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Server: Docker Swarm, Kubernetes, DevOps, Running Apache Cassandra on Kubernetes

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  • Difference between Docker swarm and Kubernetes

    When you are on learning curve of application containerization, there will be a stage when you come across orchestration tools for containers. If you have started your learning with Docker then Docker swarm is the first cluster management tool you must have learnt and then Kubernetes. So its time to compare docker swarm and Kubernetes. In this article, we will quickly see what is docker, what is kubernetes and then comparison between the two.

  • Stop Killing Your Cattle: Server Infrastructure Advice

    If you've spent enough time at DevOps conferences, you've heard the phrase "pets versus cattle" used to describe server infrastructure. The idea behind this concept is that traditional infrastructure was built by hand without much automation, and therefore, servers were treated more like special pets—you would do anything you could to keep your pet alive, and you knew it by name because you hand-crafted its configuration. As a result, it would take a lot of effort to create a duplicate server if it ever went down. By contrast, modern DevOps concepts encourage creating "cattle", which means that instead of unique, hand-crafted servers, you use automation tools to build your servers so that no individual server is special—they are all just farm animals—and therefore, if a particular server dies, it's no problem, because you can respawn an exact copy with your automation tools in no time.

    If you want your infrastructure and your team to scale, there's a lot of wisdom in treating servers more like cattle than pets. Unfortunately, there's also a downside to this approach. Some administrators, particularly those that are more junior-level, have extended the concept of disposable servers to the point that it has affected their troubleshooting process. Since servers are disposable, and sysadmins can spawn a replacement so easily, at the first hint of trouble with a particular server or service, these administrators destroy and replace it in hopes that the replacement won't show the problem. Essentially, this is the "reboot the Windows machine" approach IT teams used in the 1990s (and Linux admins sneered at) only applied to the cloud.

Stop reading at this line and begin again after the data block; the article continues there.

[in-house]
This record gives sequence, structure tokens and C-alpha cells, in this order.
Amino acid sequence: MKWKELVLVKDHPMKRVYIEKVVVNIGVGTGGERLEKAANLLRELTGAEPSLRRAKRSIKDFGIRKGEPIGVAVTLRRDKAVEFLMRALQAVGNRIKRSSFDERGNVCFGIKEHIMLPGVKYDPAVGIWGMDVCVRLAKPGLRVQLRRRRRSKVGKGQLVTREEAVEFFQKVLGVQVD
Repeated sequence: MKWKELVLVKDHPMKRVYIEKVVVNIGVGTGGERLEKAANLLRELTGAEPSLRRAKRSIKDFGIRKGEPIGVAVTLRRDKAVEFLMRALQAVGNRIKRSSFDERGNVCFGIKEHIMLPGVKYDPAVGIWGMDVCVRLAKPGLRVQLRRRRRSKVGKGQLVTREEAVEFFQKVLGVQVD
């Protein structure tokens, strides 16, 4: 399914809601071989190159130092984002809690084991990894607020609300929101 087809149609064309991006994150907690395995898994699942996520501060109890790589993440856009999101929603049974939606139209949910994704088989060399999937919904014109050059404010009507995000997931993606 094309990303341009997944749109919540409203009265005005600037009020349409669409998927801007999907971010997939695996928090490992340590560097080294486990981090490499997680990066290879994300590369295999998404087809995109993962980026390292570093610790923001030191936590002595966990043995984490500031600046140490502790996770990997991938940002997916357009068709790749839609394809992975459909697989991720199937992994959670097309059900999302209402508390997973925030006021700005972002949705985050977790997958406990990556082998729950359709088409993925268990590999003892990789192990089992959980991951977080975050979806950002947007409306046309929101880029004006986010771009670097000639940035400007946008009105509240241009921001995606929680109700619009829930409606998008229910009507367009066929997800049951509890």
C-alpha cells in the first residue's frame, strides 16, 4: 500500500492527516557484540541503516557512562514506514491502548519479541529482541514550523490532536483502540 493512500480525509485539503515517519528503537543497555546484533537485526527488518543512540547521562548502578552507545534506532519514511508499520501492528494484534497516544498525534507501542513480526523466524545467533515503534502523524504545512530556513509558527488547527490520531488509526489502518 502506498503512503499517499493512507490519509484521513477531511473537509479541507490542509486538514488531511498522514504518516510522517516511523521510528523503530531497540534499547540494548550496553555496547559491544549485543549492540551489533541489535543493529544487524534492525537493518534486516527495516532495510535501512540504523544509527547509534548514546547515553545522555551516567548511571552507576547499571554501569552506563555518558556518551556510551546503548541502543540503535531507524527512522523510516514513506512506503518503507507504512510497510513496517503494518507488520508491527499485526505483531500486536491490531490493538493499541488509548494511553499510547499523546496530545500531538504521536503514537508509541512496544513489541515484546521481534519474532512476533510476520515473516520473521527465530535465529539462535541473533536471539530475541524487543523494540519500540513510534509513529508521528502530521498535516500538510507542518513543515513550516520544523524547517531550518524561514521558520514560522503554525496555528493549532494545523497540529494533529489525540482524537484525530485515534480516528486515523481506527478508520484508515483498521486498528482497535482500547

• Running Apache Cassandra on Kubernetes

    The Cassandra controller can, of course, perform operations within the Cassandra cluster. For example, want to scale down your Cassandra cluster? Instead of manipulating the StatefulSet to handle this task, the controller will see the CRD change. The node count will change to a lower number (say from six to five). The controller will get that state change, and it will first run a decommission operation on the Cassandra node that will be removed. This ensures that the Cassandra node stops gracefully and redistributes and rebalances the data it holds across the remaining nodes. Once the Cassandra controller sees this has happened successfully, it will modify that StatefulSet definition to allow Kubernetes to decommission that pod. Thus, the Cassandra controller brings needed intelligence to the Kubernetes environment to run Cassandra properly and ensure smoother operations.

    As we continue this project and iterate on the Cassandra operator, our goal is to add new components that will continue to expand the tool's features and value. A good example is Cassandra SideCar (shown in the diagram above), which can take responsibility for tasks like backups and repairs. Current and future features of the project can be viewed on GitHub. Our goal for the Cassandra operator is to give devs a powerful, open source option for running Cassandra on Kubernetes with a simplicity and grace that has not yet been all that easy to achieve.

More in Tux Machines

Netrunner Rolling 2019.04 released

Like its cousin, the Debian based version, Netrunner Rolling also ships a dark Look and Feel theme including the Kvantum theme engine. Using the Kvantum Theme engine plus the Alpha-Black Plasma Theme allowed us to create a more 3D-looking design. Moving the mouse into the lower right corner now visibly activates the “Minimize all Windows to show Desktop” function by a light glow. For those who prefer the classic look, going back to the well-known LNF is a three-button click and explained under “Tips” in our current Readme Section. Read more Also: Debian-Based Netrunner Linux Gets April 2019 Release with New Look and Feel

Android Leftovers